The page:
The Big Win

You know that storyline, the one about the key character who keeps his or her head low, doesn’t engage in the surrounding hype or chaos, but centers deep within, makes a choice to do the right thing, the hard thing, then does whatever necessary – oftentimes beyond great odds – to make it happen?

You know that storyline?

So do I.

And why, why, do we and most of humanity respond to that storyline? Why do we come back to it time and time again? Why do we wait through the agonizing conflicts so we can cheer, cry at the final outcome?

Because deep down, this is the world we want. This is who we want to be. This is the narrative we want for ourselves. We want to be the hero, the good leader, the someone that people love and revere. We want a good and safe community for ourselves and our families. And we want to be counted among the greats.

Here’s the thing about the greats: They find a way to do great things, to build great stories, without intentionally hurting others. Just the opposite. The very best find a way of extending a hand beyond their immediate circle and begin building a community where it didn’t exist before.

This is rare because it is difficult.

The world taunts us, prods us to attack one another for our uncommon grounds. Instead of respecting each others’ differences – even trying to better understand them and find the commonalities – we are baited to stand up tall and shout each other down. I’ve seen vicious behavior in the name of what is touted as common good.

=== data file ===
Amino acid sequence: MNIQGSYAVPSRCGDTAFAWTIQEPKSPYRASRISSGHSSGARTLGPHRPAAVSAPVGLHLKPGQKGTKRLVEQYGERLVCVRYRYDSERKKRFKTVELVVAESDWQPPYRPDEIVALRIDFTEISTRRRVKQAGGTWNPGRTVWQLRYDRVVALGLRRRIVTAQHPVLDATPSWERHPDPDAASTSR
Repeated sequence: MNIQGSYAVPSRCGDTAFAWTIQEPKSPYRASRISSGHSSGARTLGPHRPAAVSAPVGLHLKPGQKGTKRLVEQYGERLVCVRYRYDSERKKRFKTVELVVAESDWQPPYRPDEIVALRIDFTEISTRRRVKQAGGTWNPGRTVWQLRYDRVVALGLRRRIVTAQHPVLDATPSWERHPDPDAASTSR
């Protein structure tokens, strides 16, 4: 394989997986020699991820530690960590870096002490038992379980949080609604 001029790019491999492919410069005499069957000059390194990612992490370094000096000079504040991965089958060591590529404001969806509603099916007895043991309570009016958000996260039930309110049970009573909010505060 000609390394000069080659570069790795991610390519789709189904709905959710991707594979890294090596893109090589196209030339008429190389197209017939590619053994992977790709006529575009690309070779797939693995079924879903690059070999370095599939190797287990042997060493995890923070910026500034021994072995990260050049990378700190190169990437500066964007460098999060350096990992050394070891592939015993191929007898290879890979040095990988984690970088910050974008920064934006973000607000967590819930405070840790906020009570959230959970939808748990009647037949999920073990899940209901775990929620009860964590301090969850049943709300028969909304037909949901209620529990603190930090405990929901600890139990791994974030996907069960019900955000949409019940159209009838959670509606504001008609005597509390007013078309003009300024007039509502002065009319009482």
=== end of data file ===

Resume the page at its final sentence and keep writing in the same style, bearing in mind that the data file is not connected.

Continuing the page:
It is difficult to not take the bait. It feels good to have a platform, a cause, and it is easy to tip that scale to the point of building a platform on the backs of others, at their shame, expense. Is it more important to be right or to be a good neighbor? Love built on hatred for others is not love. And it doesn’t build great leaders, or heroes.

While it is important to stand up for what we each believe in, there is room for civility. In fact, if we are to truly strive for what is good and right, civility is a necessity. Honoring the story in each person, and doing our best to bridge the gaps, is the only truly good narrative. This is what the greats inherently know, and it’s what they strive for.

This is who we can become.

Like the storyline we love so much, we, too, can choose to keep our heads low, not engage in the surrounding hype or chaos, center deep within, make a choice to do the right thing, the hard thing, for all involved, then do whatever necessary – possibly beyond great odds – to make it happen.

That, my friend, is the Big Win.

 

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